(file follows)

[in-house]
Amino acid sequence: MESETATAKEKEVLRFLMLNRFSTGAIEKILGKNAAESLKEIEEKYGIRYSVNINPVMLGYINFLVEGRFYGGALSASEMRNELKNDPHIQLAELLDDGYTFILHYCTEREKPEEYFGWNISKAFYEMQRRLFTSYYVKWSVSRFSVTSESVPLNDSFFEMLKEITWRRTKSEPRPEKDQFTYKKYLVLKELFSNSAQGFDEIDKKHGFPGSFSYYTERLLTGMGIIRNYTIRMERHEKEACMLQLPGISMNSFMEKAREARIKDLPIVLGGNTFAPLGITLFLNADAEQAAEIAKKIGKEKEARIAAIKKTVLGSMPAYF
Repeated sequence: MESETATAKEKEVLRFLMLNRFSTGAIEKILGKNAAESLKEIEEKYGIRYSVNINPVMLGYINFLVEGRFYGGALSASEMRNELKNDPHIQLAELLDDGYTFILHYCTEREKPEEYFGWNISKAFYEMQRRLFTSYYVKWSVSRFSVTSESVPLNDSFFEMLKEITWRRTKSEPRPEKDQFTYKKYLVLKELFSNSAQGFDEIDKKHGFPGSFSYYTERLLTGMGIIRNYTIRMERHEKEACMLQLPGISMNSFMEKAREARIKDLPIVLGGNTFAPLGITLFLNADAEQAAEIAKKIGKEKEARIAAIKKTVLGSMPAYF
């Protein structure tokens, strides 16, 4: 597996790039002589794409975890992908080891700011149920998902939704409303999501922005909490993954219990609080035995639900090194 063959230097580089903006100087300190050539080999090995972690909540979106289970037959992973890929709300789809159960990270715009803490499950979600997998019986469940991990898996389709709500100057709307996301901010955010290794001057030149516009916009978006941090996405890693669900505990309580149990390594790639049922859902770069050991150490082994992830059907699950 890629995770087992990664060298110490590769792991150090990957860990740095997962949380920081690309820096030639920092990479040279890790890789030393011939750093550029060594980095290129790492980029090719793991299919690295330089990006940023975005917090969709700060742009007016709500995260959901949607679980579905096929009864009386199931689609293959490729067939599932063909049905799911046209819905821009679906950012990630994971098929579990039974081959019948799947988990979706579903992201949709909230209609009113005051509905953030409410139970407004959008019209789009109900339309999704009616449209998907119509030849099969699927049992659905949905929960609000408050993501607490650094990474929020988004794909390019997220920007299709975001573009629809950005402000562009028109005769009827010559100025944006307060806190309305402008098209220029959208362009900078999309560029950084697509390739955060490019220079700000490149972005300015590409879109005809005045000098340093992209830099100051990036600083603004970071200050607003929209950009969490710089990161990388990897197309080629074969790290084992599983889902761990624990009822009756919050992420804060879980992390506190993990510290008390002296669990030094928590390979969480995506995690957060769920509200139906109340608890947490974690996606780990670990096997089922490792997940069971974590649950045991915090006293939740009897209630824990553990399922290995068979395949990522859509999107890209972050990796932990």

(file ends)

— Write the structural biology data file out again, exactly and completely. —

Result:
[in-house]
Amino acid sequence: MESETATAKEKEVLRFLMLNRFSTGAIEKILGKNAAESLKEIEEKYGIRYSVNINPVMLGYINFLVEGRFYGGALSASEMRNELKNDPHIQLAELLDDGYTFILHYCTEREKPEEYFGWNISKAFYEMQRRLFTSYYVKWSVSRFSVTSESVPLNDSFFEMLKEITWRRTKSEPRPEKDQFTYKKYLVLKELFSNSAQGFDEIDKKHGFPGSFSYYTERLLTGMGIIRNYTIRMERHEKEACMLQLPGISMNSFMEKAREARIKDLPIVLGGNTFAPLGITLFLNADAEQAAEIAKKIGKEKEARIAAIKKTVLGSMPAYF
Repeated sequence: MESETATAKEKEVLRFLMLNRFSTGAIEKILGKNAAESLKEIEEKYGIRYSVNINPVMLGYINFLVEGRFYGGALSASEMRNELKNDPHIQLAELLDDGYTFILHYCTEREKPEEYFGWNISKAFYEMQRRLFTSYYVKWSVSRFSVTSESVPLNDSFFEMLKEITWRRTKSEPRPEKDQFTYKKYLVLKELFSNSAQGFDEIDKKHGFPGSFSYYTERLLTGMGIIRNYTIRMERHEKEACMLQLPGISMNSFMEKAREARIKDLPIVLGGNTFAPLGITLFLNADAEQAAEIAKKIGKEKEARIAAIKKTVLGSMPAYF
């Protein structure tokens, strides 16, 4: 597996790039002589794409975890992908080891700011149920998902939704409303999501922005909490993954219990609080035995639900090194 063959230097580089903006100087300190050539080999090995972690909540979106289970037959992973890929709300789809159960990270715009803490499950979600997998019986469940991990898996389709709500100057709307996301901010955010290794001057030149516009916009978006941090996405890693669900505990309580149990390594790639049922859902770069050991150490082994992830059907699950 890629995770087992990664060298110490590769792991150090990957860990740095997962949380920081690309820096030639920092990479040279890790890789030393011939750093550029060594980095290129790492980029090719793991299919690295330089990006940023975005917090969709700060742009007016709500995260959901949607679980579905096929009864009386199931689609293959490729067939599932063909049905799911046209819905821009679906950012990630994971098929579990039974081959019948799947988990979706579903992201949709909230209609009113005051509905953030409410139970407004959008019209789009109900339309999704009616449209998907119509030849099969699927049992659905949905929960609000408050993501607490650094990474929020988004794909390019997220920007299709975001573009629809950005402000562009028109005769009827010559100025944006307060806190309305402008098209220029959208362009900078999309560029950084697509390739955060490019220079700000490149972005300015590409879109005809005045000098340093992209830099100051990036600083603004970071200050607003929209950009969490710089990161990388990897197309080629074969790290084992599983889902761990624990009822009756919050992420804060879980992390506190993990510290008390002296669990030094928590390979969480995506995690957060769920509200139906109340608890947490974690996606780990670990096997089922490792997940069971974590649950045991915090006293939740009897209630824990553990399922290995068979395949990522859509999107890209972050990796932990």